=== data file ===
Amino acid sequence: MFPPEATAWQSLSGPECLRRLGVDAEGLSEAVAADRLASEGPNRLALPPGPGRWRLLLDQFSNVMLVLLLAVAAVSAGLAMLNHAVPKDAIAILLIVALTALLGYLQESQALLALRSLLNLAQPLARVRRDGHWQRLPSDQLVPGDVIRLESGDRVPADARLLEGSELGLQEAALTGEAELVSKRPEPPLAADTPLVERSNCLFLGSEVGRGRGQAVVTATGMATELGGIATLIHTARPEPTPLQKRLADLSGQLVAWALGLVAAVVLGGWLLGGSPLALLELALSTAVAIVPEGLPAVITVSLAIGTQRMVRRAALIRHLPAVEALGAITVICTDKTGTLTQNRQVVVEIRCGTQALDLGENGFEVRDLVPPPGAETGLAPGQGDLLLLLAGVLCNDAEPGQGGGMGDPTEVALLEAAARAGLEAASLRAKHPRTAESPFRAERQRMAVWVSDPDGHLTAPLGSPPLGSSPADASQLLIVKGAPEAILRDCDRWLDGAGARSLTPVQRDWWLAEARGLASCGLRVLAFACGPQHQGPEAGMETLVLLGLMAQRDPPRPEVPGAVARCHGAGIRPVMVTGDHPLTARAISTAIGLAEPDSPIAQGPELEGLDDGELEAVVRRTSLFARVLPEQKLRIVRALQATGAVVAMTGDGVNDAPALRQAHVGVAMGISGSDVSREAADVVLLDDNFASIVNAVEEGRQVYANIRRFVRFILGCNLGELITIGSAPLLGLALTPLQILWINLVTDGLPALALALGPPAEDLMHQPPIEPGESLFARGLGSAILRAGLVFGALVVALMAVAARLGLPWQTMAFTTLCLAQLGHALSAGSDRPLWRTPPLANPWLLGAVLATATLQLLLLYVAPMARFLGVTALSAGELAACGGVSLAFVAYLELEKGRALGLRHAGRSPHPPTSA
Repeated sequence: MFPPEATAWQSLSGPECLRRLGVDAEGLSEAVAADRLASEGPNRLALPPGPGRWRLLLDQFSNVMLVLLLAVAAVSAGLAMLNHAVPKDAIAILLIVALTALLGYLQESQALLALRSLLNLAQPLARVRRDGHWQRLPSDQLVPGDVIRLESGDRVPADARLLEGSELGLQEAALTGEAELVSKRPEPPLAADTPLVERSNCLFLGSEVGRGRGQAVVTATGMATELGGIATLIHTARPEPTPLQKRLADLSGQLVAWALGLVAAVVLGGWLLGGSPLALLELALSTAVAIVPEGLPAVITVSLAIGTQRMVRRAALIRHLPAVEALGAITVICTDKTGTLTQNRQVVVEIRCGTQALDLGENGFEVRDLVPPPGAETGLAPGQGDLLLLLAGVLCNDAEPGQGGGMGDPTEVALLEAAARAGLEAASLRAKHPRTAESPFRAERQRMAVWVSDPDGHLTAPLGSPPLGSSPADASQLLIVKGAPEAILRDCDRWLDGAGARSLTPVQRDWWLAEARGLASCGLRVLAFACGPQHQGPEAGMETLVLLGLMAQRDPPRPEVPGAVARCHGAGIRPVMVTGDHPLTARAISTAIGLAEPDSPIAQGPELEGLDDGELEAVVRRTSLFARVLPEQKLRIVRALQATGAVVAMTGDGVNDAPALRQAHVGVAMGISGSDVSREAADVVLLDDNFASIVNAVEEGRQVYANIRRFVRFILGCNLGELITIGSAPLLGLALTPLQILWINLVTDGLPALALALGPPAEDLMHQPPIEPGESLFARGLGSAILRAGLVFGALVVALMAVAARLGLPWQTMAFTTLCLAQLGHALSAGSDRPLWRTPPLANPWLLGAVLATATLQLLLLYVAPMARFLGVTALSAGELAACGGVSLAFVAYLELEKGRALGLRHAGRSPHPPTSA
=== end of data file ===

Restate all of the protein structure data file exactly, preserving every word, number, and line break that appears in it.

Amino acid sequence: MFPPEATAWQSLSGPECLRRLGVDAEGLSEAVAADRLASEGPNRLALPPGPGRWRLLLDQFSNVMLVLLLAVAAVSAGLAMLNHAVPKDAIAILLIVALTALLGYLQESQALLALRSLLNLAQPLARVRRDGHWQRLPSDQLVPGDVIRLESGDRVPADARLLEGSELGLQEAALTGEAELVSKRPEPPLAADTPLVERSNCLFLGSEVGRGRGQAVVTATGMATELGGIATLIHTARPEPTPLQKRLADLSGQLVAWALGLVAAVVLGGWLLGGSPLALLELALSTAVAIVPEGLPAVITVSLAIGTQRMVRRAALIRHLPAVEALGAITVICTDKTGTLTQNRQVVVEIRCGTQALDLGENGFEVRDLVPPPGAETGLAPGQGDLLLLLAGVLCNDAEPGQGGGMGDPTEVALLEAAARAGLEAASLRAKHPRTAESPFRAERQRMAVWVSDPDGHLTAPLGSPPLGSSPADASQLLIVKGAPEAILRDCDRWLDGAGARSLTPVQRDWWLAEARGLASCGLRVLAFACGPQHQGPEAGMETLVLLGLMAQRDPPRPEVPGAVARCHGAGIRPVMVTGDHPLTARAISTAIGLAEPDSPIAQGPELEGLDDGELEAVVRRTSLFARVLPEQKLRIVRALQATGAVVAMTGDGVNDAPALRQAHVGVAMGISGSDVSREAADVVLLDDNFASIVNAVEEGRQVYANIRRFVRFILGCNLGELITIGSAPLLGLALTPLQILWINLVTDGLPALALALGPPAEDLMHQPPIEPGESLFARGLGSAILRAGLVFGALVVALMAVAARLGLPWQTMAFTTLCLAQLGHALSAGSDRPLWRTPPLANPWLLGAVLATATLQLLLLYVAPMARFLGVTALSAGELAACGGVSLAFVAYLELEKGRALGLRHAGRSPHPPTSA
Repeated sequence: MFPPEATAWQSLSGPECLRRLGVDAEGLSEAVAADRLASEGPNRLALPPGPGRWRLLLDQFSNVMLVLLLAVAAVSAGLAMLNHAVPKDAIAILLIVALTALLGYLQESQALLALRSLLNLAQPLARVRRDGHWQRLPSDQLVPGDVIRLESGDRVPADARLLEGSELGLQEAALTGEAELVSKRPEPPLAADTPLVERSNCLFLGSEVGRGRGQAVVTATGMATELGGIATLIHTARPEPTPLQKRLADLSGQLVAWALGLVAAVVLGGWLLGGSPLALLELALSTAVAIVPEGLPAVITVSLAIGTQRMVRRAALIRHLPAVEALGAITVICTDKTGTLTQNRQVVVEIRCGTQALDLGENGFEVRDLVPPPGAETGLAPGQGDLLLLLAGVLCNDAEPGQGGGMGDPTEVALLEAAARAGLEAASLRAKHPRTAESPFRAERQRMAVWVSDPDGHLTAPLGSPPLGSSPADASQLLIVKGAPEAILRDCDRWLDGAGARSLTPVQRDWWLAEARGLASCGLRVLAFACGPQHQGPEAGMETLVLLGLMAQRDPPRPEVPGAVARCHGAGIRPVMVTGDHPLTARAISTAIGLAEPDSPIAQGPELEGLDDGELEAVVRRTSLFARVLPEQKLRIVRALQATGAVVAMTGDGVNDAPALRQAHVGVAMGISGSDVSREAADVVLLDDNFASIVNAVEEGRQVYANIRRFVRFILGCNLGELITIGSAPLLGLALTPLQILWINLVTDGLPALALALGPPAEDLMHQPPIEPGESLFARGLGSAILRAGLVFGALVVALMAVAARLGLPWQTMAFTTLCLAQLGHALSAGSDRPLWRTPPLANPWLLGAVLATATLQLLLLYVAPMARFLGVTALSAGELAACGGVSLAFVAYLELEKGRALGLRHAGRSPHPPTSA